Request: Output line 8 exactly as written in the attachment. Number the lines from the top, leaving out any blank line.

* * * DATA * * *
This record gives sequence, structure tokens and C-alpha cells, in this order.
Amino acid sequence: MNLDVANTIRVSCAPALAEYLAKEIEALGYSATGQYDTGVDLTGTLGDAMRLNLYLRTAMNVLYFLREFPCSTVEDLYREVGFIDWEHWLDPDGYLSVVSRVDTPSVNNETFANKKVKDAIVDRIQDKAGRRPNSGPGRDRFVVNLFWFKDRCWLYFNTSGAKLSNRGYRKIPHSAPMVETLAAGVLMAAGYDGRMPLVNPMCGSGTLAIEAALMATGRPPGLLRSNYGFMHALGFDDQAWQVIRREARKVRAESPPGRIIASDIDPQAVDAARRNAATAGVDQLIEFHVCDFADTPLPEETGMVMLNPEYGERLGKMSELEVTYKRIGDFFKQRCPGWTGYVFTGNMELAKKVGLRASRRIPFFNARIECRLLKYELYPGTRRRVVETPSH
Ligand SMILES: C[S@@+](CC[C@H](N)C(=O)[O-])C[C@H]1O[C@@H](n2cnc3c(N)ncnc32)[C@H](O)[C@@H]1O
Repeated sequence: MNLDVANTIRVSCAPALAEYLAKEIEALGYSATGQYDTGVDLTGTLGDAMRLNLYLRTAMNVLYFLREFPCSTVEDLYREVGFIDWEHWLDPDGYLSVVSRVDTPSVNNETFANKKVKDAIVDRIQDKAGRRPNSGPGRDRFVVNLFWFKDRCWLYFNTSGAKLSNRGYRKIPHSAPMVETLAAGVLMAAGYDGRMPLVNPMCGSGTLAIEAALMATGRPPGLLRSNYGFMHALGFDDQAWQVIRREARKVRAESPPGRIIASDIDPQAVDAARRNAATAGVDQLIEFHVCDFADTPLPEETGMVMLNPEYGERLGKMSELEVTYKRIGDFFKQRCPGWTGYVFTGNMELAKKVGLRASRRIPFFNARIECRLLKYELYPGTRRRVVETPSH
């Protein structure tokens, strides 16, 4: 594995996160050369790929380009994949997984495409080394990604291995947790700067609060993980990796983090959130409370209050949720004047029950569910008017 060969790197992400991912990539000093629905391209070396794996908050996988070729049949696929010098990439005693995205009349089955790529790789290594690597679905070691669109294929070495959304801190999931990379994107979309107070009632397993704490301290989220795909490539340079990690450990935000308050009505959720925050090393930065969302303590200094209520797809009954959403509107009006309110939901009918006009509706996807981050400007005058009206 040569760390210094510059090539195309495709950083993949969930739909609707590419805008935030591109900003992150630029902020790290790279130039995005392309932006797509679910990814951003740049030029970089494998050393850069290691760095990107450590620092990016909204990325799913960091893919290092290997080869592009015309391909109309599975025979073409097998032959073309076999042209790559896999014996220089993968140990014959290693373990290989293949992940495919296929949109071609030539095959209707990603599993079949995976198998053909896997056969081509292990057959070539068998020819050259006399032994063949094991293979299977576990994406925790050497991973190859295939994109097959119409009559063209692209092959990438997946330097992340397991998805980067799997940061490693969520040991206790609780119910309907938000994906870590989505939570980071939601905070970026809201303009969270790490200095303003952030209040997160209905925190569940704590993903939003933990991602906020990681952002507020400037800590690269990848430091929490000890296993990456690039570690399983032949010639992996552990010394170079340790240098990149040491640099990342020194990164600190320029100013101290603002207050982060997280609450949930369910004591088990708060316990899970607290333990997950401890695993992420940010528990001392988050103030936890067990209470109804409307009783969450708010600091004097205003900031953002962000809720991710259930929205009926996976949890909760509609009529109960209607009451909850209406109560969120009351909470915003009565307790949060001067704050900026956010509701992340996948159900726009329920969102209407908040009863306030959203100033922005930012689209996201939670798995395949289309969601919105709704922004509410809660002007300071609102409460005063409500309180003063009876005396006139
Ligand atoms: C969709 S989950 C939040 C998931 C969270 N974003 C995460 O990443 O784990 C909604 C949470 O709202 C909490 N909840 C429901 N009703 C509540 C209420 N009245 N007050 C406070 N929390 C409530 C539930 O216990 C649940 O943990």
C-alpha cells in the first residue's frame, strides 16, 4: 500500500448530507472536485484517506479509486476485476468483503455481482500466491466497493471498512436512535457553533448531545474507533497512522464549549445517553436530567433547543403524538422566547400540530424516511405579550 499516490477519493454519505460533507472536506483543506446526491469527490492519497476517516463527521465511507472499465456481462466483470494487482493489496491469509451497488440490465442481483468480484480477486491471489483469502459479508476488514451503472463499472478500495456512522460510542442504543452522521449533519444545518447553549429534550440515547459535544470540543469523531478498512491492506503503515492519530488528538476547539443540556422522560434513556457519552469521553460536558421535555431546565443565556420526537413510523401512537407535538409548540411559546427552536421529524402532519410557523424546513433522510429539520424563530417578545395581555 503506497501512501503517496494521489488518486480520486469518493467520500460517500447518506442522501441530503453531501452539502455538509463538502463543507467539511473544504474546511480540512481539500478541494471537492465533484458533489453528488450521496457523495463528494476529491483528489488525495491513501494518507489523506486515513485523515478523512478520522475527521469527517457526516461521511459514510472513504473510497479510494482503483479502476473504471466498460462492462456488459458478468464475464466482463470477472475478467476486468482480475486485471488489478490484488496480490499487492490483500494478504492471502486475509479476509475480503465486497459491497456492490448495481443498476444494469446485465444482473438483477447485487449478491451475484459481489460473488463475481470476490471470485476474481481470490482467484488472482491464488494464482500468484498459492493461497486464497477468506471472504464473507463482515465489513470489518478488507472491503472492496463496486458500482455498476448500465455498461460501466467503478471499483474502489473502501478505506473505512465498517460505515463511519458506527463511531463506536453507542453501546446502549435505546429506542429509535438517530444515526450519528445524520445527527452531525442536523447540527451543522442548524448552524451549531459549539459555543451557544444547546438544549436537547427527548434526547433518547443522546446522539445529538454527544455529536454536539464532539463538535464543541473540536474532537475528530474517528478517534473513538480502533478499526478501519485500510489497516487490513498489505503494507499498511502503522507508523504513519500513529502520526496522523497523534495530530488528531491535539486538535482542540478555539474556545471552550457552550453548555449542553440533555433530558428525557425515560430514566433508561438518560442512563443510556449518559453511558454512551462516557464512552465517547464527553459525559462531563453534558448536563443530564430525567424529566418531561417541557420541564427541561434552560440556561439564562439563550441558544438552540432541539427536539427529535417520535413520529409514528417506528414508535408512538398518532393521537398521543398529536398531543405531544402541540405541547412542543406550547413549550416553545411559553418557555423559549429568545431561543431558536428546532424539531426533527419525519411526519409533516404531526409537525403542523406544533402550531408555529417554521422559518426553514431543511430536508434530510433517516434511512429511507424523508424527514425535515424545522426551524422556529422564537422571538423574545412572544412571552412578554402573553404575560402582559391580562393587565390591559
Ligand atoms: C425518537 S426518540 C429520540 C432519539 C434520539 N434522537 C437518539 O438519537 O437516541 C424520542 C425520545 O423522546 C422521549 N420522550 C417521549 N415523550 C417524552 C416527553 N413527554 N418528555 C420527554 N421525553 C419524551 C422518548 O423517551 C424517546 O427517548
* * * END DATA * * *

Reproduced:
Ligand atoms: C425518537 S426518540 C429520540 C432519539 C434520539 N434522537 C437518539 O438519537 O437516541 C424520542 C425520545 O423522546 C422521549 N420522550 C417521549 N415523550 C417524552 C416527553 N413527554 N418528555 C420527554 N421525553 C419524551 C422518548 O423517551 C424517546 O427517548